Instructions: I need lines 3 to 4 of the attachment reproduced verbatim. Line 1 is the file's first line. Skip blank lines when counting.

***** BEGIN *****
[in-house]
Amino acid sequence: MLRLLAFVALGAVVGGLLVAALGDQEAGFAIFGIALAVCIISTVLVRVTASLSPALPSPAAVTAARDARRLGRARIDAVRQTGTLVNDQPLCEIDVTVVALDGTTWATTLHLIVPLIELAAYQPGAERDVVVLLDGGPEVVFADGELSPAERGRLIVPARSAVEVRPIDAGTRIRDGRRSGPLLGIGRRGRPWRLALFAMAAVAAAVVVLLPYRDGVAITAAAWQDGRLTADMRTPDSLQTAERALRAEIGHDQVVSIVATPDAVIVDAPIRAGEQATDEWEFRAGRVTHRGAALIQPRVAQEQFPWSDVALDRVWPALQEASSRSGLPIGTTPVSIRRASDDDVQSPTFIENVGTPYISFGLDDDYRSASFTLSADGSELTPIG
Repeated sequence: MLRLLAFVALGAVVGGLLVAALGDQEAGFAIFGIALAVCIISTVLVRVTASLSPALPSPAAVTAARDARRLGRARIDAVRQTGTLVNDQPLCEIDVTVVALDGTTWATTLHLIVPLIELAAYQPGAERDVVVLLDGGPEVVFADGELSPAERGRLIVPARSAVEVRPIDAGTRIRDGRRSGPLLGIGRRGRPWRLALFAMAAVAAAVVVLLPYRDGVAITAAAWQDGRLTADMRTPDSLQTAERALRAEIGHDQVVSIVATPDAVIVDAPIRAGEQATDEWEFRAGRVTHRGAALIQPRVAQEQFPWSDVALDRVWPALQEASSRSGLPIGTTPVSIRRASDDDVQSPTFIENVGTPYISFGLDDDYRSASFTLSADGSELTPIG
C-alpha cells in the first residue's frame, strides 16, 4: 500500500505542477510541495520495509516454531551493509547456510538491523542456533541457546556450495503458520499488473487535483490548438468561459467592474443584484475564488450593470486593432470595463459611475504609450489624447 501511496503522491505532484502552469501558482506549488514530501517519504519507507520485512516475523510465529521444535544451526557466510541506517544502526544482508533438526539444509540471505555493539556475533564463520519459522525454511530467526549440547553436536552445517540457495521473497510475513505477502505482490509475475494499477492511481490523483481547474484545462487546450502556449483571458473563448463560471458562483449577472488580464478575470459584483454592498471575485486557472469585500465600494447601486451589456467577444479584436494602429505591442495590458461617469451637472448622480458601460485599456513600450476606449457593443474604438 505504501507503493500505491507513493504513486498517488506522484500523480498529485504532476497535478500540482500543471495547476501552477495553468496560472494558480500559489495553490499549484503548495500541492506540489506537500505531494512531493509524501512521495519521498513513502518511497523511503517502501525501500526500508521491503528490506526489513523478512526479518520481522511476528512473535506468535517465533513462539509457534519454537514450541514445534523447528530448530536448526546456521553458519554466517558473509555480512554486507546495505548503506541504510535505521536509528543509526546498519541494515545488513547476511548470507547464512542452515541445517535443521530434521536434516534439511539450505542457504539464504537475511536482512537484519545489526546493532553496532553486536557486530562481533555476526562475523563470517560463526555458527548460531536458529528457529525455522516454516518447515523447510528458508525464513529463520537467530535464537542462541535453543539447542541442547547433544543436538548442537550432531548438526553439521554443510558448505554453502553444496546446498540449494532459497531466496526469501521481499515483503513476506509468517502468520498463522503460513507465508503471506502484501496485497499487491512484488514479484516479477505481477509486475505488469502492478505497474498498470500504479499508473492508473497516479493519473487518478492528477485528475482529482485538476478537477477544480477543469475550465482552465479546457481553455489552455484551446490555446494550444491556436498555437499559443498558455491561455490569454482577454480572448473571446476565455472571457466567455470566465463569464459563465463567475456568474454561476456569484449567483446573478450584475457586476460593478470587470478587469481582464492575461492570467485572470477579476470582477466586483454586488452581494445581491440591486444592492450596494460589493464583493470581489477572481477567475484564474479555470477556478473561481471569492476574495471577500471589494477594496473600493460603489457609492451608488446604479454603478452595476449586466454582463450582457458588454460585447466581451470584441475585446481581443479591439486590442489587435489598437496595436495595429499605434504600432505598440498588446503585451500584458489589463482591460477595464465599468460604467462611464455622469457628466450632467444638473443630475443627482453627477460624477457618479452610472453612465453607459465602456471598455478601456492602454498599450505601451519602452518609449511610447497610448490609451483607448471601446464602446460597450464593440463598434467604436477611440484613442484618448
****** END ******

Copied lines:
Repeated sequence: MLRLLAFVALGAVVGGLLVAALGDQEAGFAIFGIALAVCIISTVLVRVTASLSPALPSPAAVTAARDARRLGRARIDAVRQTGTLVNDQPLCEIDVTVVALDGTTWATTLHLIVPLIELAAYQPGAERDVVVLLDGGPEVVFADGELSPAERGRLIVPARSAVEVRPIDAGTRIRDGRRSGPLLGIGRRGRPWRLALFAMAAVAAAVVVLLPYRDGVAITAAAWQDGRLTADMRTPDSLQTAERALRAEIGHDQVVSIVATPDAVIVDAPIRAGEQATDEWEFRAGRVTHRGAALIQPRVAQEQFPWSDVALDRVWPALQEASSRSGLPIGTTPVSIRRASDDDVQSPTFIENVGTPYISFGLDDDYRSASFTLSADGSELTPIG
C-alpha cells in the first residue's frame, strides 16, 4: 500500500505542477510541495520495509516454531551493509547456510538491523542456533541457546556450495503458520499488473487535483490548438468561459467592474443584484475564488450593470486593432470595463459611475504609450489624447 501511496503522491505532484502552469501558482506549488514530501517519504519507507520485512516475523510465529521444535544451526557466510541506517544502526544482508533438526539444509540471505555493539556475533564463520519459522525454511530467526549440547553436536552445517540457495521473497510475513505477502505482490509475475494499477492511481490523483481547474484545462487546450502556449483571458473563448463560471458562483449577472488580464478575470459584483454592498471575485486557472469585500465600494447601486451589456467577444479584436494602429505591442495590458461617469451637472448622480458601460485599456513600450476606449457593443474604438 505504501507503493500505491507513493504513486498517488506522484500523480498529485504532476497535478500540482500543471495547476501552477495553468496560472494558480500559489495553490499549484503548495500541492506540489506537500505531494512531493509524501512521495519521498513513502518511497523511503517502501525501500526500508521491503528490506526489513523478512526479518520481522511476528512473535506468535517465533513462539509457534519454537514450541514445534523447528530448530536448526546456521553458519554466517558473509555480512554486507546495505548503506541504510535505521536509528543509526546498519541494515545488513547476511548470507547464512542452515541445517535443521530434521536434516534439511539450505542457504539464504537475511536482512537484519545489526546493532553496532553486536557486530562481533555476526562475523563470517560463526555458527548460531536458529528457529525455522516454516518447515523447510528458508525464513529463520537467530535464537542462541535453543539447542541442547547433544543436538548442537550432531548438526553439521554443510558448505554453502553444496546446498540449494532459497531466496526469501521481499515483503513476506509468517502468520498463522503460513507465508503471506502484501496485497499487491512484488514479484516479477505481477509486475505488469502492478505497474498498470500504479499508473492508473497516479493519473487518478492528477485528475482529482485538476478537477477544480477543469475550465482552465479546457481553455489552455484551446490555446494550444491556436498555437499559443498558455491561455490569454482577454480572448473571446476565455472571457466567455470566465463569464459563465463567475456568474454561476456569484449567483446573478450584475457586476460593478470587470478587469481582464492575461492570467485572470477579476470582477466586483454586488452581494445581491440591486444592492450596494460589493464583493470581489477572481477567475484564474479555470477556478473561481471569492476574495471577500471589494477594496473600493460603489457609492451608488446604479454603478452595476449586466454582463450582457458588454460585447466581451470584441475585446481581443479591439486590442489587435489598437496595436495595429499605434504600432505598440498588446503585451500584458489589463482591460477595464465599468460604467462611464455622469457628466450632467444638473443630475443627482453627477460624477457618479452610472453612465453607459465602456471598455478601456492602454498599450505601451519602452518609449511610447497610448490609451483607448471601446464602446460597450464593440463598434467604436477611440484613442484618448